According to Mick Hollison, the President of Cloudera, “Predictive helps keep up with the increasingly competitive landscape while prescriptive analytics offers smart recommendations to take the next step for a business process.”
6 Uses Cases Of Prescriptive Analytics In Supply Chain Optimization
1. Logistics Management
A major prescriptive analytics use case in supply chain management would be that of logistics management. Prescriptive logistics optimization solutions help supply chains discover new ways to team supply chain metrics and data from varied sources like delivery time estimates based on distance traveled daily, vehicle location details, and other essential metrics that affect logistics.
It then provides recommendations on how to streamline routes, optimize yards per hour, tackle potential risks, optimize resource utilization, and more in real time.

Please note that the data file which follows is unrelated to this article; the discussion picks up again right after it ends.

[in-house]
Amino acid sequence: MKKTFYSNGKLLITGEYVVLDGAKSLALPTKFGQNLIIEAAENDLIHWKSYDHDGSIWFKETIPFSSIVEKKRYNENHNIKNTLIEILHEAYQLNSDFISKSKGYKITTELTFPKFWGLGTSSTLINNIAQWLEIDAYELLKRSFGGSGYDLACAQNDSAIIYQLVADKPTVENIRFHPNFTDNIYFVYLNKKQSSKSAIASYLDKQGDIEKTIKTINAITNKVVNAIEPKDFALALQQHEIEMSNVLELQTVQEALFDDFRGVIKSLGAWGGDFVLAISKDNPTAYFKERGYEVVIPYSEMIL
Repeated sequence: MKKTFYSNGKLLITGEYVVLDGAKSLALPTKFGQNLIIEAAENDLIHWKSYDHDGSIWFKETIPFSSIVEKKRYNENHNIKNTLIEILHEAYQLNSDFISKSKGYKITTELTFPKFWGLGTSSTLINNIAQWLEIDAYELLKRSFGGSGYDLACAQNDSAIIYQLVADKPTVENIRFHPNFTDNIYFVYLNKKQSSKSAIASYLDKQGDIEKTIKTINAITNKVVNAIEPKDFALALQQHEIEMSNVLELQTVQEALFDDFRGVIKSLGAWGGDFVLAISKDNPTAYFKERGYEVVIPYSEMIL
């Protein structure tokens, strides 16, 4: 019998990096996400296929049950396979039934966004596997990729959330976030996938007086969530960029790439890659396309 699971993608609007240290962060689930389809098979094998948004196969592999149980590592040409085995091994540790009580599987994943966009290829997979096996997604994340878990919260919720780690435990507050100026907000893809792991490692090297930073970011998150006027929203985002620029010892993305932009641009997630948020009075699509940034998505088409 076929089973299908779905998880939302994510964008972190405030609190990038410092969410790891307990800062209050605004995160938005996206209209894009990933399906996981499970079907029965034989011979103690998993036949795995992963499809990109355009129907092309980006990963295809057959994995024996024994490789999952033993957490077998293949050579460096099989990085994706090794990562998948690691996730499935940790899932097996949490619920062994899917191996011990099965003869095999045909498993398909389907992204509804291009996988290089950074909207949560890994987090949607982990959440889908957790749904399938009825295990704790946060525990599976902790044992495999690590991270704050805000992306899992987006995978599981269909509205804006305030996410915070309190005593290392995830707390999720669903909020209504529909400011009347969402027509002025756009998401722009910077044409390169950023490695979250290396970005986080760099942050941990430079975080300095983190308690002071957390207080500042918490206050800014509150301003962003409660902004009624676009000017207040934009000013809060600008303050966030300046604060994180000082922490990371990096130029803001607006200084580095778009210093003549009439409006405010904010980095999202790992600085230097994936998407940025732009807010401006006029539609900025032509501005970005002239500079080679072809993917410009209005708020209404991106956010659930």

Here’s an example to further understand logistics management with prescriptive analytics.
Ready Mix Concrete is a tricky industry as far as the supply chain is concerned because the product, the ready mix concrete, can only be prepared on request as it solidifies very quickly. This means that production scheduling and truck dispatching need to happen like clockwork to maximize revenue and achieve customer satisfaction. In the case of one of Throughput’s clients, a leading Ready Mix Concrete (RMC) company, achieving maximum efficiency while meeting sustainability goals was a top priority.
ThroughPut, using its prescriptive analytics capabilities, analyzed existing data from multiple sources and:
- Developed a 360-degree customer scorecard taking into account multiple variables, including number of jobs, sales volume, load size, average distance to plants, and recall percentage to segment customers and suggest the most optimum customer mix.